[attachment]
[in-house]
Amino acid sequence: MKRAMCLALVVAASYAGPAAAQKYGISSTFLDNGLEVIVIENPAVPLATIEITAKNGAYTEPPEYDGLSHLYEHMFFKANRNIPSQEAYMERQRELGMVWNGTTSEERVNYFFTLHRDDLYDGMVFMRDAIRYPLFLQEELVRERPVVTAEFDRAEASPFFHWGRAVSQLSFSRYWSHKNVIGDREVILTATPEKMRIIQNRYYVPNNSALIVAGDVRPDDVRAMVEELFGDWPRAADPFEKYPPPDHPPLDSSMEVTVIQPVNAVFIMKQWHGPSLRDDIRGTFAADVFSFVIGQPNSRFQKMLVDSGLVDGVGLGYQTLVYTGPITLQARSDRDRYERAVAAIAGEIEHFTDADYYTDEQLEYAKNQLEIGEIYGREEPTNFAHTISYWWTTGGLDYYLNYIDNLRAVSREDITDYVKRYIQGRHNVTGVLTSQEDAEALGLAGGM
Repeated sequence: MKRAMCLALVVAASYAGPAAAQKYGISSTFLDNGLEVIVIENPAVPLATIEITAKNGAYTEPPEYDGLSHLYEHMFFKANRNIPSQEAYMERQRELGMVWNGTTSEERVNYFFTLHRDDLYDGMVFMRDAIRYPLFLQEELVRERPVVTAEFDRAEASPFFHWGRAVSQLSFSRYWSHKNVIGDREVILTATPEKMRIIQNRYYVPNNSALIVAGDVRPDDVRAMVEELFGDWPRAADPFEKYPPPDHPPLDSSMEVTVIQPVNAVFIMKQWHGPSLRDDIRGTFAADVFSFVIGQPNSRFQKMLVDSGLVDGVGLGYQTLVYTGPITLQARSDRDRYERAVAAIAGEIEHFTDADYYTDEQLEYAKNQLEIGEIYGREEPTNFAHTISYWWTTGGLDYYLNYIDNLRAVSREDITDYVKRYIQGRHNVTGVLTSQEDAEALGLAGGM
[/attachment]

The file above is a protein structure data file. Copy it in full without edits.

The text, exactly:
[in-house]
Amino acid sequence: MKRAMCLALVVAASYAGPAAAQKYGISSTFLDNGLEVIVIENPAVPLATIEITAKNGAYTEPPEYDGLSHLYEHMFFKANRNIPSQEAYMERQRELGMVWNGTTSEERVNYFFTLHRDDLYDGMVFMRDAIRYPLFLQEELVRERPVVTAEFDRAEASPFFHWGRAVSQLSFSRYWSHKNVIGDREVILTATPEKMRIIQNRYYVPNNSALIVAGDVRPDDVRAMVEELFGDWPRAADPFEKYPPPDHPPLDSSMEVTVIQPVNAVFIMKQWHGPSLRDDIRGTFAADVFSFVIGQPNSRFQKMLVDSGLVDGVGLGYQTLVYTGPITLQARSDRDRYERAVAAIAGEIEHFTDADYYTDEQLEYAKNQLEIGEIYGREEPTNFAHTISYWWTTGGLDYYLNYIDNLRAVSREDITDYVKRYIQGRHNVTGVLTSQEDAEALGLAGGM
Repeated sequence: MKRAMCLALVVAASYAGPAAAQKYGISSTFLDNGLEVIVIENPAVPLATIEITAKNGAYTEPPEYDGLSHLYEHMFFKANRNIPSQEAYMERQRELGMVWNGTTSEERVNYFFTLHRDDLYDGMVFMRDAIRYPLFLQEELVRERPVVTAEFDRAEASPFFHWGRAVSQLSFSRYWSHKNVIGDREVILTATPEKMRIIQNRYYVPNNSALIVAGDVRPDDVRAMVEELFGDWPRAADPFEKYPPPDHPPLDSSMEVTVIQPVNAVFIMKQWHGPSLRDDIRGTFAADVFSFVIGQPNSRFQKMLVDSGLVDGVGLGYQTLVYTGPITLQARSDRDRYERAVAAIAGEIEHFTDADYYTDEQLEYAKNQLEIGEIYGREEPTNFAHTISYWWTTGGLDYYLNYIDNLRAVSREDITDYVKRYIQGRHNVTGVLTSQEDAEALGLAGGM